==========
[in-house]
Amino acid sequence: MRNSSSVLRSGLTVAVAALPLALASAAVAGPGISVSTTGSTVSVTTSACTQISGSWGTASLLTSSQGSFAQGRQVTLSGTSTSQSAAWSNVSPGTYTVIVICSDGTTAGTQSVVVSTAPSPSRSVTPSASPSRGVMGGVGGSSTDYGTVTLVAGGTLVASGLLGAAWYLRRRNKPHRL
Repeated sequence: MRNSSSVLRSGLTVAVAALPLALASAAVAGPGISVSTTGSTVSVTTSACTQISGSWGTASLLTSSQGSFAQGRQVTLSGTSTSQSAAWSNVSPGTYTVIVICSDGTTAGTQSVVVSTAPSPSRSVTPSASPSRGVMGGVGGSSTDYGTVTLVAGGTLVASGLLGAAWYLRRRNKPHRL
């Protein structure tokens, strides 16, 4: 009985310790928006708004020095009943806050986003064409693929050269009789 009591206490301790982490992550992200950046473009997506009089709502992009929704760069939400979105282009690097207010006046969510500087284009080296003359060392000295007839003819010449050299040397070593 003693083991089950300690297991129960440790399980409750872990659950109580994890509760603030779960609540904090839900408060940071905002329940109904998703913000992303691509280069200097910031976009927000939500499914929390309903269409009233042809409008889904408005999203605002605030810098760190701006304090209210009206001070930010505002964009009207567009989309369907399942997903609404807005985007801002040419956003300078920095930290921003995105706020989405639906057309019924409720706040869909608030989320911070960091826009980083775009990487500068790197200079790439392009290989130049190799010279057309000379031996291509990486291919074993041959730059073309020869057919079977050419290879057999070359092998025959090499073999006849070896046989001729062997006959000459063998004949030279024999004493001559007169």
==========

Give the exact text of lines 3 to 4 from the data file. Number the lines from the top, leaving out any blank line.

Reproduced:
Repeated sequence: MRNSSSVLRSGLTVAVAALPLALASAAVAGPGISVSTTGSTVSVTTSACTQISGSWGTASLLTSSQGSFAQGRQVTLSGTSTSQSAAWSNVSPGTYTVIVICSDGTTAGTQSVVVSTAPSPSRSVTPSASPSRGVMGGVGGSSTDYGTVTLVAGGTLVASGLLGAAWYLRRRNKPHRL
């Protein structure tokens, strides 16, 4: 009985310790928006708004020095009943806050986003064409693929050269009789 009591206490301790982490992550992200950046473009997506009089709502992009929704760069939400979105282009690097207010006046969510500087284009080296003359060392000295007839003819010449050299040397070593 003693083991089950300690297991129960440790399980409750872990659950109580994890509760603030779960609540904090839900408060940071905002329940109904998703913000992303691509280069200097910031976009927000939500499914929390309903269409009233042809409008889904408005999203605002605030810098760190701006304090209210009206001070930010505002964009009207567009989309369907399942997903609404807005985007801002040419956003300078920095930290921003995105706020989405639906057309019924409720706040869909608030989320911070960091826009980083775009990487500068790197200079790439392009290989130049190799010279057309000379031996291509990486291919074993041959730059073309020869057919079977050419290879057999070359092998025959090499073999006849070896046989001729062997006959000459063998004949030279024999004493001559007169």